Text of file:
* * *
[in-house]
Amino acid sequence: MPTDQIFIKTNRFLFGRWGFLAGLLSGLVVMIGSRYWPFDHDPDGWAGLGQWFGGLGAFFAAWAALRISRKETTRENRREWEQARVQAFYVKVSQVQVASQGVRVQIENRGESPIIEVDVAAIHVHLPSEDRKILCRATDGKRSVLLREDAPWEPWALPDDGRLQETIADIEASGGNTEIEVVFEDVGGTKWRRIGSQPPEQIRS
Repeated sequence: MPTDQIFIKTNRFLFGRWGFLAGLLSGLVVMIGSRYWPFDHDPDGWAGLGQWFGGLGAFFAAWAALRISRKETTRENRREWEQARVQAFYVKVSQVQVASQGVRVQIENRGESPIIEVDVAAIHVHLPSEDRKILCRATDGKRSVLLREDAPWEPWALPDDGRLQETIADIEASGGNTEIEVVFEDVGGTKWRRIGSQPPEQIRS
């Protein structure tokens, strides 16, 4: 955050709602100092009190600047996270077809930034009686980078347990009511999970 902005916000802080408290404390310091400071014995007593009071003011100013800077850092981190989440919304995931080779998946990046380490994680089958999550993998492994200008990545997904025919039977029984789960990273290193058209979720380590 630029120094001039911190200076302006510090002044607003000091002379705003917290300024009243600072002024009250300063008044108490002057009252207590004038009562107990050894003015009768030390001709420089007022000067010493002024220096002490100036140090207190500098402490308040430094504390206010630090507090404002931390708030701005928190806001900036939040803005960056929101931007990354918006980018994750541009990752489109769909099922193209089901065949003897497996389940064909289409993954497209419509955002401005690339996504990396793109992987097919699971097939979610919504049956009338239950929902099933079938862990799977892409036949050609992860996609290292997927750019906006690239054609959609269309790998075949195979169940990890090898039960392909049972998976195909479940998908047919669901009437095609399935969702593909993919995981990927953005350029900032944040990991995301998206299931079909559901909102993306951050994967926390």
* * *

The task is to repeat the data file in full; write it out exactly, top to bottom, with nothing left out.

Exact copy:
[in-house]
Amino acid sequence: MPTDQIFIKTNRFLFGRWGFLAGLLSGLVVMIGSRYWPFDHDPDGWAGLGQWFGGLGAFFAAWAALRISRKETTRENRREWEQARVQAFYVKVSQVQVASQGVRVQIENRGESPIIEVDVAAIHVHLPSEDRKILCRATDGKRSVLLREDAPWEPWALPDDGRLQETIADIEASGGNTEIEVVFEDVGGTKWRRIGSQPPEQIRS
Repeated sequence: MPTDQIFIKTNRFLFGRWGFLAGLLSGLVVMIGSRYWPFDHDPDGWAGLGQWFGGLGAFFAAWAALRISRKETTRENRREWEQARVQAFYVKVSQVQVASQGVRVQIENRGESPIIEVDVAAIHVHLPSEDRKILCRATDGKRSVLLREDAPWEPWALPDDGRLQETIADIEASGGNTEIEVVFEDVGGTKWRRIGSQPPEQIRS
């Protein structure tokens, strides 16, 4: 955050709602100092009190600047996270077809930034009686980078347990009511999970 902005916000802080408290404390310091400071014995007593009071003011100013800077850092981190989440919304995931080779998946990046380490994680089958999550993998492994200008990545997904025919039977029984789960990273290193058209979720380590 630029120094001039911190200076302006510090002044607003000091002379705003917290300024009243600072002024009250300063008044108490002057009252207590004038009562107990050894003015009768030390001709420089007022000067010493002024220096002490100036140090207190500098402490308040430094504390206010630090507090404002931390708030701005928190806001900036939040803005960056929101931007990354918006980018994750541009990752489109769909099922193209089901065949003897497996389940064909289409993954497209419509955002401005690339996504990396793109992987097919699971097939979610919504049956009338239950929902099933079938862990799977892409036949050609992860996609290292997927750019906006690239054609959609269309790998075949195979169940990890090898039960392909049972998976195909479940998908047919669901009437095609399935969702593909993919995981990927953005350029900032944040990991995301998206299931079909559901909102993306951050994967926390």